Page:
RoundUp — UX & Gamification

Hunter Rice
8 min readFeb 28, 2019

BLOCKv, 2017 | Design Lead (UI/UX/Interaction)| Duration: 8 months

🐦 @hunterrice20

As a project under blockchain company, BLOCKv, RoundUp mission was to leverage their digital object technology in gamifying university campus life. From research, we learned that universities were struggling to engage students at on-campus sporting and educational events.

The iOS application is an engagement tool for colleges and universities to help students discover campus events, and stay engaged during their attendance. I led design on this project from concept to launch, utilizing data collected from user testing and HCD.

Mockup of BLOCKv’s digital object technology


Influencing mentality, emotion, and brand awareness is what marketers are challenged with every day. Billboards, print ads, social media ads, and commercials can all be effective in accomplishing this — for example, a new NBA commercial evokes excitement and leads to a fan’s ticket purchase to see Steph Curry face Lebron. Although getting the fan to Oracle Arena was the desired outcome, its influence is limited because the experience ends once this fan reaches the stadium’s door.

The challenge of RoundUp was to take this concept past the front doors and inside the live event, impacting real-world behavior, interactions, and ultimately purchase decisions.


Our RoundUp team targeted venues that would have no shortage of events — universities. Our goal was to design and integrate a simple, engaging game-layer on top of existing events.

It wasn’t hard for us to see why event discovery tactics of flyers, poster boards, and outdoor placards weren’t the most effective. They lacked organization and consolidation, so the initial step towards university adoption was providing immediate value through a cleaner digital interface.

The second step, gamification.

What campuses without RoundUp looked like


In order to successfully increase engagement on campus, RoundUp would need to provide an element of fun that would make the process of attending events interactive, challenging, and competitive.

To increase event attendance, RoundUp would reward students with points for “checking in”. Participants would compete to accumulate points in order to win prizes. Depending on the event, the university could offer rewards for students who arrived early, or stayed the duration of the event. For example, the first 100 students to check in to the basketball game (based on geolocation) would receive a free hotdog coupon to redeem at the concessions stands. Once redeemed, that digital coupon could transform into a free t-shirt coupon, contingent on staying the whole duration of the event.

To start, I analyzed the five critical mechanics necessary for successful gamification, and conducted brainstorms to determine each component’s role within our UI. We explored the five following keys: rules & constraints, value proposition, positive reinforcement, progress, and variability.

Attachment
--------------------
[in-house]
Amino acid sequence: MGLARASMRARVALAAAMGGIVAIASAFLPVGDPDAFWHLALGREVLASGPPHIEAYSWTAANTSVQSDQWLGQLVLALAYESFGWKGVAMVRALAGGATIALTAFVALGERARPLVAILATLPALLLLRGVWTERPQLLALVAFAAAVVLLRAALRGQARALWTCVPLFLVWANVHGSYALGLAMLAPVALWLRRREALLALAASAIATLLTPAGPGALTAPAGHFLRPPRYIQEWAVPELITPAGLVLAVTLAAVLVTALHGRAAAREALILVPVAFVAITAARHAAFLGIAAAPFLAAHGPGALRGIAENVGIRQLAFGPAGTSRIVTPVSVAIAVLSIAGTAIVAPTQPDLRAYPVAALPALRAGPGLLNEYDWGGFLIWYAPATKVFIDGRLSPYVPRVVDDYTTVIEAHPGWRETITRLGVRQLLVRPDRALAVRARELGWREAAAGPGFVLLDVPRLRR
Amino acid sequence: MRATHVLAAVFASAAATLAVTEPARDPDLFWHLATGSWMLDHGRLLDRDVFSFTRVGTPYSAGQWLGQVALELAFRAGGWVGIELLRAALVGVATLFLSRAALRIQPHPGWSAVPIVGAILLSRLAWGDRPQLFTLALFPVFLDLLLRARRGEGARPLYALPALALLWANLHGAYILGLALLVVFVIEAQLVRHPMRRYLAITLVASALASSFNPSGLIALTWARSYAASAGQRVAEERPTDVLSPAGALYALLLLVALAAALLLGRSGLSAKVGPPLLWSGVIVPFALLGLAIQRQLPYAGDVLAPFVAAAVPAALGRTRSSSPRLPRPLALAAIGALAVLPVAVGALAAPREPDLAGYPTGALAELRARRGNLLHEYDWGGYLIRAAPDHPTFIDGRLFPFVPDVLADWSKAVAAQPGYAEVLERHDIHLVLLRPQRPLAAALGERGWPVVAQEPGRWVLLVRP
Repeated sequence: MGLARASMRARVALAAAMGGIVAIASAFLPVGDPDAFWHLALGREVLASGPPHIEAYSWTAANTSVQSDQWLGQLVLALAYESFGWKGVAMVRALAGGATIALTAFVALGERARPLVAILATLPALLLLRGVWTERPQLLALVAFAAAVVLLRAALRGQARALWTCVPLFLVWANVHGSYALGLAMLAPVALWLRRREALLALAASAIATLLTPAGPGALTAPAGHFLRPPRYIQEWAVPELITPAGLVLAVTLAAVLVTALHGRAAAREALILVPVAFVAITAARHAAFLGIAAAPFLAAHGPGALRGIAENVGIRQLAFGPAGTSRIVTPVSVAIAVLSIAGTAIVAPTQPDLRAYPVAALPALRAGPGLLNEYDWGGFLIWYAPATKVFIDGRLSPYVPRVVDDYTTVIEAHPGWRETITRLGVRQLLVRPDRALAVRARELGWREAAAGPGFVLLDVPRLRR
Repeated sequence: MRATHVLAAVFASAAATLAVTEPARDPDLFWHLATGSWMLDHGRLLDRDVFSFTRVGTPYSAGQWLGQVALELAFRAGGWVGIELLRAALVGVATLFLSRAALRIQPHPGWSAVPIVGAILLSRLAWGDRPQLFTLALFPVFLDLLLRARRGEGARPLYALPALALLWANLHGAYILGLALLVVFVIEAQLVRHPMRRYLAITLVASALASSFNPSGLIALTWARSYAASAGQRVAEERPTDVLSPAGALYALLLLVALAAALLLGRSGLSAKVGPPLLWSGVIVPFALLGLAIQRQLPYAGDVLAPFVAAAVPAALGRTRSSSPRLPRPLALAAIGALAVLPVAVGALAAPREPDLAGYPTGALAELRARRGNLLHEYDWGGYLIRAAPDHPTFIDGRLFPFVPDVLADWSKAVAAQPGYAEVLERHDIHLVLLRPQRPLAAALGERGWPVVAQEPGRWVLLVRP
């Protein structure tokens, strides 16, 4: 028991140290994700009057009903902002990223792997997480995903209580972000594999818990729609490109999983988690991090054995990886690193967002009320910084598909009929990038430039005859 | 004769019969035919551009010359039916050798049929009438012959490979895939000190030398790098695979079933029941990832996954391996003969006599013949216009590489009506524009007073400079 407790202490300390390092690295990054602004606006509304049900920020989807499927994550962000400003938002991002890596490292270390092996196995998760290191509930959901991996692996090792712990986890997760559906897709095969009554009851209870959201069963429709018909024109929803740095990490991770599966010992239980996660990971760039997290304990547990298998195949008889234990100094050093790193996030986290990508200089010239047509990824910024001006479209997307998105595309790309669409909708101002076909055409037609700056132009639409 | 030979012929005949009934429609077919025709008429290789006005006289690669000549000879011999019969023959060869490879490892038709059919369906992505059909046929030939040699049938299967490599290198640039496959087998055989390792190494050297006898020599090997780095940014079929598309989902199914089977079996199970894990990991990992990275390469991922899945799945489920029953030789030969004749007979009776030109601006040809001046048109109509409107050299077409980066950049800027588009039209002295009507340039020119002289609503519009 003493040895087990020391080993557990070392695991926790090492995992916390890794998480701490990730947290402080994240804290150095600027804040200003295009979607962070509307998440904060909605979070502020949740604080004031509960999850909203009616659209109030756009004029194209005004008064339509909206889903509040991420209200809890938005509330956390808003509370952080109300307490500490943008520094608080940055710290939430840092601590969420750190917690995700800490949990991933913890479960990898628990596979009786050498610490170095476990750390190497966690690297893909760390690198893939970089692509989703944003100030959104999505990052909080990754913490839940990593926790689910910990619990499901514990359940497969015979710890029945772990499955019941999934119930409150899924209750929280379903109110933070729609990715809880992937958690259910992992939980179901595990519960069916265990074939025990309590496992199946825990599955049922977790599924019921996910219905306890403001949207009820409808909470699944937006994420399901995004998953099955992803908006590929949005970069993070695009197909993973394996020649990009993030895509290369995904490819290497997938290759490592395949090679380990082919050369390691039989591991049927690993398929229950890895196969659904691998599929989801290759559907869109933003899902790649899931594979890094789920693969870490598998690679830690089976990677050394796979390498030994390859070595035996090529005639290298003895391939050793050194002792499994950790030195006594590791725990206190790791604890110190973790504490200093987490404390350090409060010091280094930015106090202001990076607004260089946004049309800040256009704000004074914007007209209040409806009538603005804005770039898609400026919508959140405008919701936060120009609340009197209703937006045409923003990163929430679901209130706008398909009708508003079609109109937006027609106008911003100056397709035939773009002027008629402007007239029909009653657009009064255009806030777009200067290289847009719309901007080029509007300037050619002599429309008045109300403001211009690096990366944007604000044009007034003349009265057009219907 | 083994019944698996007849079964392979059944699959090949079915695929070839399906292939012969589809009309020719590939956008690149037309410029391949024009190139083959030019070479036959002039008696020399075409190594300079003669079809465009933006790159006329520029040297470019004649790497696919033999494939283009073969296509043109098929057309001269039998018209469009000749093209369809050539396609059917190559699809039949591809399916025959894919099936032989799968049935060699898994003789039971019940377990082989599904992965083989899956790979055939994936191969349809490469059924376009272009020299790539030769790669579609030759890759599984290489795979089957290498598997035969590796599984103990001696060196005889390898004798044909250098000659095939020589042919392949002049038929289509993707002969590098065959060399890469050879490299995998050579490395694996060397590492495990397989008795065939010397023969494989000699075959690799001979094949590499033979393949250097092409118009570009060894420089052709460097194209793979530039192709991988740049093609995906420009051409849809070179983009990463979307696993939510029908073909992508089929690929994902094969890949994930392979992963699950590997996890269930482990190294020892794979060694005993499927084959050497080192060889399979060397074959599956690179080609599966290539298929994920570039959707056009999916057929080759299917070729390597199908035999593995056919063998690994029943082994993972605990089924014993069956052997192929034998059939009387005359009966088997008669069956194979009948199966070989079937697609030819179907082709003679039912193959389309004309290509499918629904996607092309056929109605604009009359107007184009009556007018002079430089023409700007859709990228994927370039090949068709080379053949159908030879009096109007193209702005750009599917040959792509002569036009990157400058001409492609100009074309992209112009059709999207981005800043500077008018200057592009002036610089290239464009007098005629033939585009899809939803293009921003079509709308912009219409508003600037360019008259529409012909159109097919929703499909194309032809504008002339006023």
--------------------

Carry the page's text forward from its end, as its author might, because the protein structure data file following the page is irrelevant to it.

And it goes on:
1. Rules & Constraints

Rules: Clearly defined rules must be simple, continuously explained and reiterated throughout the product. Early adopters have very little patience, so the learning curve needs to be close to zero for stronger retention.

We narrowed it down to three simple steps, and threaded these throughout the app:

  1. Discover events hosted on the app
  2. Attend (check-in) to earn points.
  3. Top 3 campus scoring leaders each week win a valuable prize.

I designed an engaging tutorial that familiarized new users with these three steps before sign up (right), and was easily accessible in a more detailed view throughout the app (left).

Constraints: Limitations make or break a game — meaning, it’s critical that maximum input feels attainable and boundaries are set within reach. If total possible actions are infinite, players will feel discouraged and therefore will have a drastic decrease in motivation. It was important for us to find our sweet spot — not too easy, not too hard — and we accomplished this through hours of data analyzation and focus groups. Here are 3 examples of constraints that worked very well to RoundUp’s advantage.

  1. Event Constraints: The easiest of the three, that I didn’t have to do much work towards, was the natural constraint of events. On average, there were about 25–40 events hosted on RoundUp per campus each week, so I made that number clear in the UI. Checking in to all 40 events felt difficult, yet feasible.
  2. Invitation Limits: An extremely effective growth hack that had the ability to boost players into the next leaderboard position, was the concept of inviting friends to events. Each time a user invited a friend, they earned 50 points. I limited this to 2 invites per event, which would sometimes double the potential value of that event (100 points for attending, and 50 per invite). It wasn’t uncommon for a user to invite 100 contacts their first week!!!